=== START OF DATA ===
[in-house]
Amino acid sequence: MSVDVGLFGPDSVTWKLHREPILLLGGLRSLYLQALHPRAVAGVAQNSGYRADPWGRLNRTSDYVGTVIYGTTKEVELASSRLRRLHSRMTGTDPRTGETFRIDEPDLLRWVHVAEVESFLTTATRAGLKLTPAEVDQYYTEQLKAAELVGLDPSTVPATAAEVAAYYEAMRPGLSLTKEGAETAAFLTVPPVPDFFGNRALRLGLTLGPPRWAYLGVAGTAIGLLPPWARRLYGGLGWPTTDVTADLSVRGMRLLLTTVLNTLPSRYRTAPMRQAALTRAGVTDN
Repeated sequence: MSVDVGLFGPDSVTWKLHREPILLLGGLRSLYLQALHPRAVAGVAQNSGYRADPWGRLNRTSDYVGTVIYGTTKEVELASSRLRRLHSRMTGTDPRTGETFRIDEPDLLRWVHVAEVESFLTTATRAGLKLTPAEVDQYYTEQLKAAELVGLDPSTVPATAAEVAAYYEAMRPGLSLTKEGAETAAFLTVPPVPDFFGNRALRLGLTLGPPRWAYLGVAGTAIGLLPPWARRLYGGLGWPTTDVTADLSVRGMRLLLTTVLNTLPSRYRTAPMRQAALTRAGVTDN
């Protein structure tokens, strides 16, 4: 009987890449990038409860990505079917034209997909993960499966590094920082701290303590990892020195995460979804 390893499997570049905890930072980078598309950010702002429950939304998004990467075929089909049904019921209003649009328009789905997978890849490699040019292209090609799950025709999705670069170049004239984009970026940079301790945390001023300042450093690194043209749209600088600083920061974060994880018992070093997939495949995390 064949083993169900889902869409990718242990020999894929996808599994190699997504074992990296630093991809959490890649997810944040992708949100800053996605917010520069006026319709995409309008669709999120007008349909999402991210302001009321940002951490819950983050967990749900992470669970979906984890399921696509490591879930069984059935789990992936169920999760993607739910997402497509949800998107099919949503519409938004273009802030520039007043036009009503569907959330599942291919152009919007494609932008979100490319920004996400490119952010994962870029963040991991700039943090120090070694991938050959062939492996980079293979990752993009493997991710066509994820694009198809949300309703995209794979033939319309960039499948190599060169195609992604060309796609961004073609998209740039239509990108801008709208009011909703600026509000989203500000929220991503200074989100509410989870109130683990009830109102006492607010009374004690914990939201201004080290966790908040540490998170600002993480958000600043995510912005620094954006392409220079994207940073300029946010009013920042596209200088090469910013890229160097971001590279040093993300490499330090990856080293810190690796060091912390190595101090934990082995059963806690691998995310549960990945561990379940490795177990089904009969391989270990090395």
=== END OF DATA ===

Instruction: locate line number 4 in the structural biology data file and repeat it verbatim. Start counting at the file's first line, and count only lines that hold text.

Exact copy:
């Protein structure tokens, strides 16, 4: 009987890449990038409860990505079917034209997909993960499966590094920082701290303590990892020195995460979804 390893499997570049905890930072980078598309950010702002429950939304998004990467075929089909049904019921209003649009328009789905997978890849490699040019292209090609799950025709999705670069170049004239984009970026940079301790945390001023300042450093690194043209749209600088600083920061974060994880018992070093997939495949995390 064949083993169900889902869409990718242990020999894929996808599994190699997504074992990296630093991809959490890649997810944040992708949100800053996605917010520069006026319709995409309008669709999120007008349909999402991210302001009321940002951490819950983050967990749900992470669970979906984890399921696509490591879930069984059935789990992936169920999760993607739910997402497509949800998107099919949503519409938004273009802030520039007043036009009503569907959330599942291919152009919007494609932008979100490319920004996400490119952010994962870029963040991991700039943090120090070694991938050959062939492996980079293979990752993009493997991710066509994820694009198809949300309703995209794979033939319309960039499948190599060169195609992604060309796609961004073609998209740039239509990108801008709208009011909703600026509000989203500000929220991503200074989100509410989870109130683990009830109102006492607010009374004690914990939201201004080290966790908040540490998170600002993480958000600043995510912005620094954006392409220079994207940073300029946010009013920042596209200088090469910013890229160097971001590279040093993300490499330090990856080293810190690796060091912390190595101090934990082995059963806690691998995310549960990945561990379940490795177990089904009969391989270990090395």